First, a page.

In January of 2020, the home-based care company Prospero Health had 1,700 patients in three states. It plans to end this year with 25,000 patients in 26 states.
The Boston-based company announced its entrance into six additional states Thursday, which finalizes its broader expansion plans originally unveiled in December.
A home health care company, Prospero Health provides care and support to patients with serious health conditions through a team-based approach. Those teams generally include doctors, nurses and social workers trained to address complex medical needs.
The company also provides personal care support, such as helping patients mitigate environmental hazards within their homes, and offers telehealth support to all of its patients.
“Our focus is on the serious illness population and particularly the over-65 population,” Doug Wenners, the CEO and founder of Prospero Health, told Home Health Care News. “And obviously people suffer with serious illnesses all over the country. So our [eventual] goal would be to serve people in need in all 50 states.”
Prospero — which also has headquarters in Memphis, Tennessee — is now venturing into Maryland, Michigan, Nevada, Vermont and West Virginia after moving into California earlier this year. As of now, the company provides home-based medical care to 11,000 people, which means it plans to more than double its census by year’s end.
As part of the six-state expansion, Prospero will enter several new major markets, including Baltimore and Las Vegas.
With about 40 million people in the U.S. living with advanced illness and millions of seniors still waiting to be vaccinated, Prospero has seen a spike in interest in its services during the public health emergency.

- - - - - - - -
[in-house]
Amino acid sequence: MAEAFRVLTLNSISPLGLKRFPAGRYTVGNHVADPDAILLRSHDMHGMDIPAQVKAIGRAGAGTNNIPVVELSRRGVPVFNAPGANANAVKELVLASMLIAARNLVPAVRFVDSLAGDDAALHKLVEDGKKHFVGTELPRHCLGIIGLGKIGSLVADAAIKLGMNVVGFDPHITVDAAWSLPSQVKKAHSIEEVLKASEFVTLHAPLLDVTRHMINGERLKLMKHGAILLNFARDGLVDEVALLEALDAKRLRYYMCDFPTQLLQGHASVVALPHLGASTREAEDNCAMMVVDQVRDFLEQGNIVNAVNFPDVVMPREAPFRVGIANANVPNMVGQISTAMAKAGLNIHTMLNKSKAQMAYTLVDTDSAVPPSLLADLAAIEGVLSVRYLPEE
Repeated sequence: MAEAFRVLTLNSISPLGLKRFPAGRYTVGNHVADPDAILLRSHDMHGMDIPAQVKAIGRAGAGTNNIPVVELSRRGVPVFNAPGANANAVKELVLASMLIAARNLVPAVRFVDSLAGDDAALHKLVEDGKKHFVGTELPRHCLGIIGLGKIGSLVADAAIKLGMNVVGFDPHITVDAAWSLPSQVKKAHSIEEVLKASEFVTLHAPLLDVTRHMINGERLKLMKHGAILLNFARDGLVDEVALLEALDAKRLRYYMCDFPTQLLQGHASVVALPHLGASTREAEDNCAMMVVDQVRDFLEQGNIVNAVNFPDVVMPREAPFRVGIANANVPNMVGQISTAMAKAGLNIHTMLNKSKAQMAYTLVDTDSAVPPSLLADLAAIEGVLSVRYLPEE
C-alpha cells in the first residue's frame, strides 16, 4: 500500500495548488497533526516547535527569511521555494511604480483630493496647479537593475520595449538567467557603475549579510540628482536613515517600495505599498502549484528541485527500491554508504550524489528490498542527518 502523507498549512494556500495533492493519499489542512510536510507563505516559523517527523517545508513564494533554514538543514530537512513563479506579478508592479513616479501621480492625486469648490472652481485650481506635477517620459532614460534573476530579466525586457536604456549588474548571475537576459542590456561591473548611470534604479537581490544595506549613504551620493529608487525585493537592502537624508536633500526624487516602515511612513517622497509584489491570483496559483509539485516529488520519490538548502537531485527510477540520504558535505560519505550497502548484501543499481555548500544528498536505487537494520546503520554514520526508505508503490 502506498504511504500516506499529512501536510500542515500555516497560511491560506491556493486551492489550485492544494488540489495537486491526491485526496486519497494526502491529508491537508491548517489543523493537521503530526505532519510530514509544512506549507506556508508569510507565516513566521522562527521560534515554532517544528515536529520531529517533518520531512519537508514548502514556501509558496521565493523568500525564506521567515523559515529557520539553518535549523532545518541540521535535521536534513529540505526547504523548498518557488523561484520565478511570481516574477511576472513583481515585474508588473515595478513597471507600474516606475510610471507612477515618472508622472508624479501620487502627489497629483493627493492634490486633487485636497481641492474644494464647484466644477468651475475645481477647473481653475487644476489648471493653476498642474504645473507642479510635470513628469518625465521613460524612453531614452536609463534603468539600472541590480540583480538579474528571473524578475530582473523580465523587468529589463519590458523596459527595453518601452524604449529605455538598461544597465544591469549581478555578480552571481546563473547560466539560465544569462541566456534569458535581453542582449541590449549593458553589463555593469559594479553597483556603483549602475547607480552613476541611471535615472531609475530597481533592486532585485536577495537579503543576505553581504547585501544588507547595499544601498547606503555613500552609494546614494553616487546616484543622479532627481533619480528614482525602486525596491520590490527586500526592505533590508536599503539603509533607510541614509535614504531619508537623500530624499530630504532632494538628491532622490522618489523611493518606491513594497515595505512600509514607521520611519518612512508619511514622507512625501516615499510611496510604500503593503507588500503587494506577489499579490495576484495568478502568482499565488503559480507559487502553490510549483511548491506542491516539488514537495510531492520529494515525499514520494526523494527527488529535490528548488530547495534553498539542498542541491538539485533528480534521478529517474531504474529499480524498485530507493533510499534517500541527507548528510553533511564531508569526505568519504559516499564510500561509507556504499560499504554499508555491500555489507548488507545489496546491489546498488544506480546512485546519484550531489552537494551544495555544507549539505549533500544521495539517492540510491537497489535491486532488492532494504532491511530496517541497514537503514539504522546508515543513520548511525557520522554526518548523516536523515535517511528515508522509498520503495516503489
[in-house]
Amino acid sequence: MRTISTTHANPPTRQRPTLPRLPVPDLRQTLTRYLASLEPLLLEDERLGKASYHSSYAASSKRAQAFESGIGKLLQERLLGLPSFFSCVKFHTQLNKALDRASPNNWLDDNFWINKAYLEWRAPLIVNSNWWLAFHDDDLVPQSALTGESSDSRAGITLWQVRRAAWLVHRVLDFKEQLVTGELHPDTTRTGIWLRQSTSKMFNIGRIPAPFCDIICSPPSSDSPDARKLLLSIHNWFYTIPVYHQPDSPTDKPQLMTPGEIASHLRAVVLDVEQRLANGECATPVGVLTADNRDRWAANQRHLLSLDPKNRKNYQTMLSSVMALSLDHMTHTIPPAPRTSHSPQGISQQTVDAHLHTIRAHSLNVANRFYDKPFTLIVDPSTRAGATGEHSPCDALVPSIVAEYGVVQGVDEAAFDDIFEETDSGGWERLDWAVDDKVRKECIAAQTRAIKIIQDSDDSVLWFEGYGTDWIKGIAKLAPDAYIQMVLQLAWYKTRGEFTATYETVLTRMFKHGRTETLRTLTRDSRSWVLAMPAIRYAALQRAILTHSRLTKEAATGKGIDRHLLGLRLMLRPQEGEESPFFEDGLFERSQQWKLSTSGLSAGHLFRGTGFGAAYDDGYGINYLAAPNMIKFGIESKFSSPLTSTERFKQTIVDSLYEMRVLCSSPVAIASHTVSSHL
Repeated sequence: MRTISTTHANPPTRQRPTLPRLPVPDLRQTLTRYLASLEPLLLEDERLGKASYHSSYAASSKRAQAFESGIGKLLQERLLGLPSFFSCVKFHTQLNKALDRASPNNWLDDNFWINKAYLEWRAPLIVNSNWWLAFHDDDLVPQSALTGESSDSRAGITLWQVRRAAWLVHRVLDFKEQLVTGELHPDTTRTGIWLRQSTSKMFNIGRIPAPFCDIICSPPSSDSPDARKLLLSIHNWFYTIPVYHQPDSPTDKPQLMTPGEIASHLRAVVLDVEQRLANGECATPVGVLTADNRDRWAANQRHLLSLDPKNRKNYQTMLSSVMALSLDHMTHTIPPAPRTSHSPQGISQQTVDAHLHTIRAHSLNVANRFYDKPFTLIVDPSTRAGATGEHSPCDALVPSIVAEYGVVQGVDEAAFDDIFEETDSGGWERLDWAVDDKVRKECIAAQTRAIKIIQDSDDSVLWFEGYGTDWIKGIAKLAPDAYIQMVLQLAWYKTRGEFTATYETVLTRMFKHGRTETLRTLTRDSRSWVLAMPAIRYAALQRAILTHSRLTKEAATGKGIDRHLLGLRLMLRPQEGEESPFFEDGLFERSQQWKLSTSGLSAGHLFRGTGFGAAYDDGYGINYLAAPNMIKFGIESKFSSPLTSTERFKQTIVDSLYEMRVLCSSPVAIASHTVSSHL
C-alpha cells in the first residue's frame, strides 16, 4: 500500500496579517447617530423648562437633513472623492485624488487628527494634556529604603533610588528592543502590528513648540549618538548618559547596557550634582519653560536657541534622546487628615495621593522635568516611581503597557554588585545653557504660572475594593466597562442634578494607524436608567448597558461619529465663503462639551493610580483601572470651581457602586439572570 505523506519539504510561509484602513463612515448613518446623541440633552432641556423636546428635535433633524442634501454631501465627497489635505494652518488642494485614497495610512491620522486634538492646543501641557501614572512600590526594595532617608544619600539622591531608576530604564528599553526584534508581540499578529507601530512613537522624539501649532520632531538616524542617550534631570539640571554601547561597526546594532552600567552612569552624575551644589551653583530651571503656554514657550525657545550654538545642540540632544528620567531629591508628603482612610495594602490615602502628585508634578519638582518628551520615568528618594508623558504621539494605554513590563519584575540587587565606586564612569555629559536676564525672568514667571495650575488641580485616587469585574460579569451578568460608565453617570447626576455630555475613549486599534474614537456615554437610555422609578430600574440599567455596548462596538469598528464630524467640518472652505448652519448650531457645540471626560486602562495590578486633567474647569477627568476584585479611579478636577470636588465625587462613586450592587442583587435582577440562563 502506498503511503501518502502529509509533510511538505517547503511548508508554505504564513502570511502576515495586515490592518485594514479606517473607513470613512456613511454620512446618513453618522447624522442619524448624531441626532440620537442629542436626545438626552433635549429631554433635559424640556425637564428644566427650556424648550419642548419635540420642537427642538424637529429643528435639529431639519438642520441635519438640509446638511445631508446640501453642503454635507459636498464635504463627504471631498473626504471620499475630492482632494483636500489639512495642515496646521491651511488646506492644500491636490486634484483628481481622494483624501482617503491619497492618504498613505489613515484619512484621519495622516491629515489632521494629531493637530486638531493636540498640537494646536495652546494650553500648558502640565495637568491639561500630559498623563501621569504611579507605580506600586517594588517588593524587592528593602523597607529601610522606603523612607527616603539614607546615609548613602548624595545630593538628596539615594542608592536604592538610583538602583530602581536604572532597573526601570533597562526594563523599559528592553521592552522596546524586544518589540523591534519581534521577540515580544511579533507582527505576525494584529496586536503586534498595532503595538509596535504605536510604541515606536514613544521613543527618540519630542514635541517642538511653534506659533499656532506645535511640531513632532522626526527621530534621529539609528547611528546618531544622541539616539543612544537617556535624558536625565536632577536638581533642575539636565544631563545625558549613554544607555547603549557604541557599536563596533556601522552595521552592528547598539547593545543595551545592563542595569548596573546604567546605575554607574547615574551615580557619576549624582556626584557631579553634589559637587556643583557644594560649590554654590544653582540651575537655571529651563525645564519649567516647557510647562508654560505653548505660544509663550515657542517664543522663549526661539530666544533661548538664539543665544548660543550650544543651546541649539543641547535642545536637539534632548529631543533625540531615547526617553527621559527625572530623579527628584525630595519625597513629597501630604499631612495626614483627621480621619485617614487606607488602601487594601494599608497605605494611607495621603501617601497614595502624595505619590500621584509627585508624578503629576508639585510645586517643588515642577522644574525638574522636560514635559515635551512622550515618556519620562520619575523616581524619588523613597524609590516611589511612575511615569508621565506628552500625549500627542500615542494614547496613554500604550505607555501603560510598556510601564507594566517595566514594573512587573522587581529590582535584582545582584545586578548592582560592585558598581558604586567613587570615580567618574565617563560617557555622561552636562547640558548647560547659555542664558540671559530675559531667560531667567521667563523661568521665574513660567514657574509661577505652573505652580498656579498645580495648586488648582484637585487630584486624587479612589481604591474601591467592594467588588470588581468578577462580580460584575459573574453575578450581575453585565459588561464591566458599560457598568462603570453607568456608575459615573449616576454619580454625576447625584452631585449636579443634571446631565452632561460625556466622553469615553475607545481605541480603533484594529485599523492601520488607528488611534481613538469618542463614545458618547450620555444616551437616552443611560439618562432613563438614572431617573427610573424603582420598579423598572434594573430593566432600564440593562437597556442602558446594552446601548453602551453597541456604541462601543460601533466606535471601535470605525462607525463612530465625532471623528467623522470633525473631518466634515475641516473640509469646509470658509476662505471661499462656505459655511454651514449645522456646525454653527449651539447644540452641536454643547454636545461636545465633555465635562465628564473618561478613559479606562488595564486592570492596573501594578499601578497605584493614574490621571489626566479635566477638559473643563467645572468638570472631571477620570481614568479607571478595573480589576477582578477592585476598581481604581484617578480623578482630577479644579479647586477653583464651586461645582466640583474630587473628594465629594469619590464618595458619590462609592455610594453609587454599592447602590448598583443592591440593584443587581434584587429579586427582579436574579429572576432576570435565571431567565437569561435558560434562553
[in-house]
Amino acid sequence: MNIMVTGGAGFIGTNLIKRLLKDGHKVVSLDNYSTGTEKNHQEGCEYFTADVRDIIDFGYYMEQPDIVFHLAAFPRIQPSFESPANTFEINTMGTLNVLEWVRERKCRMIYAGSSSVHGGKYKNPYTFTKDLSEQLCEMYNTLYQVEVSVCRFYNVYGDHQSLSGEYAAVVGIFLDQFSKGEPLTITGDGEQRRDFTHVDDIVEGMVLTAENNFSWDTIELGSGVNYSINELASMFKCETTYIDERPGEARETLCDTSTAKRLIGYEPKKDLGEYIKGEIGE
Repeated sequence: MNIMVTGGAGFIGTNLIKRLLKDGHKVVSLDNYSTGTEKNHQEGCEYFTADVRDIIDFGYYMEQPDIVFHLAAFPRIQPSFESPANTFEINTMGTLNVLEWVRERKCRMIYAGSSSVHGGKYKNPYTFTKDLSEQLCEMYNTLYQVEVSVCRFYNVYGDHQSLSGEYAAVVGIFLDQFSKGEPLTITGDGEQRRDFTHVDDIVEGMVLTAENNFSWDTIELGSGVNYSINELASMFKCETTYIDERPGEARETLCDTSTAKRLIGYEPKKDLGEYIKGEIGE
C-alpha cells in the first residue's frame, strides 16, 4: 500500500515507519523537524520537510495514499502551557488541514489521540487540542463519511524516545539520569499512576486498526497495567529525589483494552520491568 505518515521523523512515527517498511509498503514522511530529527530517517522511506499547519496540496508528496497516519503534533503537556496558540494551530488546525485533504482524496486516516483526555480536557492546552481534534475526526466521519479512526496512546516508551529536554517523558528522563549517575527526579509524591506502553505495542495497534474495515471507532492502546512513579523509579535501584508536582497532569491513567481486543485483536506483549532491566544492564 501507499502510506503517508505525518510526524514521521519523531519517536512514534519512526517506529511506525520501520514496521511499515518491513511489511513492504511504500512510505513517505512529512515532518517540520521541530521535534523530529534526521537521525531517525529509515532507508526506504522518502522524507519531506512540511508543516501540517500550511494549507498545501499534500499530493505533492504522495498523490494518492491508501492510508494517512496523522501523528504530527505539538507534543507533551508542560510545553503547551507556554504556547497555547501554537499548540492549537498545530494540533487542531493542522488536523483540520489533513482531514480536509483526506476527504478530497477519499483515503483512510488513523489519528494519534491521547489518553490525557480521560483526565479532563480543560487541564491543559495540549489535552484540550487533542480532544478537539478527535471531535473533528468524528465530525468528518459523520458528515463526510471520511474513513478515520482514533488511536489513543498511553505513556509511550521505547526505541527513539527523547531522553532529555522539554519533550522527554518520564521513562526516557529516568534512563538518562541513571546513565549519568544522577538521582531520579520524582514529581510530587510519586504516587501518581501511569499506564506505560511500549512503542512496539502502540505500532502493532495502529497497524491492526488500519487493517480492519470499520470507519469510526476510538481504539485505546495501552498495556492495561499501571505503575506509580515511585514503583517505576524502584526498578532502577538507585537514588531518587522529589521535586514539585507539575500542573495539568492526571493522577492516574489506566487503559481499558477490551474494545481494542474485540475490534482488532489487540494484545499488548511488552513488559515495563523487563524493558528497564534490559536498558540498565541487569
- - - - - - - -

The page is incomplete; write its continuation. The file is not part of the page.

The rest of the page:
Wenners does not expect those tailwinds to taper off as the pandemic subsides.
“I think as a country, we haven’t done a great job of figuring out how to care for people as they age and contend with serious illness,” Wenners said. “We have a system of care that is built around the systems — and not built around what patients and families actually need. We’re trying to redesign care around patients and families. And we think that’s a trend that will only get stronger over the next decade.”
Prospero Health contracts with payers and then serves their members. Currently, the Medicare Advantage insurer UnitedHealthcare is its most significant partnership, but it does have more relationships in the works that it is not yet ready to announce, Wenners said.
The company projects that it will have at least two new payer partners by the end of 2021.
A stronger recognition of home-based care’s worth — whether its medical or non-medical services — has been huge for Prospero Health’s growth. Its flexibility and ability to meet patients wherever and whenever is what it’s banking on to drive further growth moving forward.
“It’s the philosophy we have that our patients and families just deserve care wherever and whenever they need it,” Wenners said. “It sounds so simple. But like I was saying before, we live in a country where that’s not the case. We get health care when it’s convenient for our doctor or when it’s on an emergency basis. When you tell someone, ‘I will come to you, whenever you need me, wherever you need me,’ it’s such a distinctive care experience.”
As for the company’s next steps for growth, it doesn’t have a clear road map. It would like to be in 50 states, of course, but its expansion is just one of the things it’s concerned about as of now.
“I’m anticipating we will probably enter at least 10 more states next year, but that’s still to be decided,” Wenners said. “But we’re also going to work to continuously add to the clinical services that we provide to patients and families, including increasing the number of point-of-care solutions that we can provide to patients in their homes to make sure that their needs are being addressed.”